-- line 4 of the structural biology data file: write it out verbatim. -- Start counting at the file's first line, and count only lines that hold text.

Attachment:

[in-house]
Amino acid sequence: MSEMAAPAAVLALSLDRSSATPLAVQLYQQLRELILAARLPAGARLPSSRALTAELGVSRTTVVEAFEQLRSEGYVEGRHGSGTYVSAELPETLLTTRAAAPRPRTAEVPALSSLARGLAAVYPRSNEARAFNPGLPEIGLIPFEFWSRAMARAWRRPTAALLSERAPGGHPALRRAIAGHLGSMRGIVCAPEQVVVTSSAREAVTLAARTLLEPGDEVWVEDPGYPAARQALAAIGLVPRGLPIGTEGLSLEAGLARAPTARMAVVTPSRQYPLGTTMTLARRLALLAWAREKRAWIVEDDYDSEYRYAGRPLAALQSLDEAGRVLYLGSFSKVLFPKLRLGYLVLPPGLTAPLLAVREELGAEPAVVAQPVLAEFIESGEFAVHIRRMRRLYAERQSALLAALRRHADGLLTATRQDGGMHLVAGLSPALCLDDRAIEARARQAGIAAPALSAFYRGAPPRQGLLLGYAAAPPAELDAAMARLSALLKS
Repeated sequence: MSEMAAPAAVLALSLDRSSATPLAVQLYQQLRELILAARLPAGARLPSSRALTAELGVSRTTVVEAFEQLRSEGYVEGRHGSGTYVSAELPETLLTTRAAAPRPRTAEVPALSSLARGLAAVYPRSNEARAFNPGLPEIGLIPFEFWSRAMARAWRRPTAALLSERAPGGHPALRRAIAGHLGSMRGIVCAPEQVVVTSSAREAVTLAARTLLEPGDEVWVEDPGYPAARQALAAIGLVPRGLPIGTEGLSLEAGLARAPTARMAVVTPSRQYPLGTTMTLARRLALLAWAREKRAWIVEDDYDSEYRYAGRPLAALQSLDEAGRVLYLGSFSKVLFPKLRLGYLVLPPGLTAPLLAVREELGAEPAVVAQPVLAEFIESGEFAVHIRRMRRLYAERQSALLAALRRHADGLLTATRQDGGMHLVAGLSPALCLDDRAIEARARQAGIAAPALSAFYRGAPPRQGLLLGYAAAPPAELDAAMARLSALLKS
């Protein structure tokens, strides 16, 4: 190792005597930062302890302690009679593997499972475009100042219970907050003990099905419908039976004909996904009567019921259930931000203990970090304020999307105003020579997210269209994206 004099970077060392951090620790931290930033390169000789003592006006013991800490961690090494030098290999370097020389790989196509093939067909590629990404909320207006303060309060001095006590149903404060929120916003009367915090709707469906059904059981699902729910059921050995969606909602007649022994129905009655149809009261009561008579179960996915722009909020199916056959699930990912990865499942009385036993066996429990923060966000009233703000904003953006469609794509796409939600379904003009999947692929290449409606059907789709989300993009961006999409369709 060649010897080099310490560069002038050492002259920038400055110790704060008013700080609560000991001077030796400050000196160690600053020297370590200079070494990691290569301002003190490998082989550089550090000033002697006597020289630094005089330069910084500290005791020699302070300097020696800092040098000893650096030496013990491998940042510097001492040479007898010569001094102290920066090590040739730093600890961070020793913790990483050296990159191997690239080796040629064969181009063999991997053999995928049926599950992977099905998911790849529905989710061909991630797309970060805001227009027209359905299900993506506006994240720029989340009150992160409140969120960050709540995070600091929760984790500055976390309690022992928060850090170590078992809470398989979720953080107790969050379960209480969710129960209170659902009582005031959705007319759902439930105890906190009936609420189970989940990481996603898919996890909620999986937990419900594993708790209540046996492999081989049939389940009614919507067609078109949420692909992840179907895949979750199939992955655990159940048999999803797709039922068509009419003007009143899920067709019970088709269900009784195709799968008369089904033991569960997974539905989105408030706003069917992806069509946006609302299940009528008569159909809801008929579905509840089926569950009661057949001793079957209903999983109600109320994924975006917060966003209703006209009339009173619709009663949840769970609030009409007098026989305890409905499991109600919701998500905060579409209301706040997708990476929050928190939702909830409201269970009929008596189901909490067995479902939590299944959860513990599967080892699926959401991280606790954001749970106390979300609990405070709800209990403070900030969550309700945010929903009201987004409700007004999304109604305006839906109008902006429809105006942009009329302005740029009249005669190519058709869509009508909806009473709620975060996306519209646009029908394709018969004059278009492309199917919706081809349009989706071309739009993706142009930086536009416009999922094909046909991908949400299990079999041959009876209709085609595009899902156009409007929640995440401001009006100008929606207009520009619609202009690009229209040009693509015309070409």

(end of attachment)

């Protein structure tokens, strides 16, 4: 190792005597930062302890302690009679593997499972475009100042219970907050003990099905419908039976004909996904009567019921259930931000203990970090304020999307105003020579997210269209994206 004099970077060392951090620790931290930033390169000789003592006006013991800490961690090494030098290999370097020389790989196509093939067909590629990404909320207006303060309060001095006590149903404060929120916003009367915090709707469906059904059981699902729910059921050995969606909602007649022994129905009655149809009261009561008579179960996915722009909020199916056959699930990912990865499942009385036993066996429990923060966000009233703000904003953006469609794509796409939600379904003009999947692929290449409606059907789709989300993009961006999409369709 060649010897080099310490560069002038050492002259920038400055110790704060008013700080609560000991001077030796400050000196160690600053020297370590200079070494990691290569301002003190490998082989550089550090000033002697006597020289630094005089330069910084500290005791020699302070300097020696800092040098000893650096030496013990491998940042510097001492040479007898010569001094102290920066090590040739730093600890961070020793913790990483050296990159191997690239080796040629064969181009063999991997053999995928049926599950992977099905998911790849529905989710061909991630797309970060805001227009027209359905299900993506506006994240720029989340009150992160409140969120960050709540995070600091929760984790500055976390309690022992928060850090170590078992809470398989979720953080107790969050379960209480969710129960209170659902009582005031959705007319759902439930105890906190009936609420189970989940990481996603898919996890909620999986937990419900594993708790209540046996492999081989049939389940009614919507067609078109949420692909992840179907895949979750199939992955655990159940048999999803797709039922068509009419003007009143899920067709019970088709269900009784195709799968008369089904033991569960997974539905989105408030706003069917992806069509946006609302299940009528008569159909809801008929579905509840089926569950009661057949001793079957209903999983109600109320994924975006917060966003209703006209009339009173619709009663949840769970609030009409007098026989305890409905499991109600919701998500905060579409209301706040997708990476929050928190939702909830409201269970009929008596189901909490067995479902939590299944959860513990599967080892699926959401991280606790954001749970106390979300609990405070709800209990403070900030969550309700945010929903009201987004409700007004999304109604305006839906109008902006429809105006942009009329302005740029009249005669190519058709869509009508909806009473709620975060996306519209646009029908394709018969004059278009492309199917919706081809349009989706071309739009993706142009930086536009416009999922094909046909991908949400299990079999041959009876209709085609595009899902156009409007929640995440401001009006100008929606207009520009619609202009690009229209040009693509015309070409």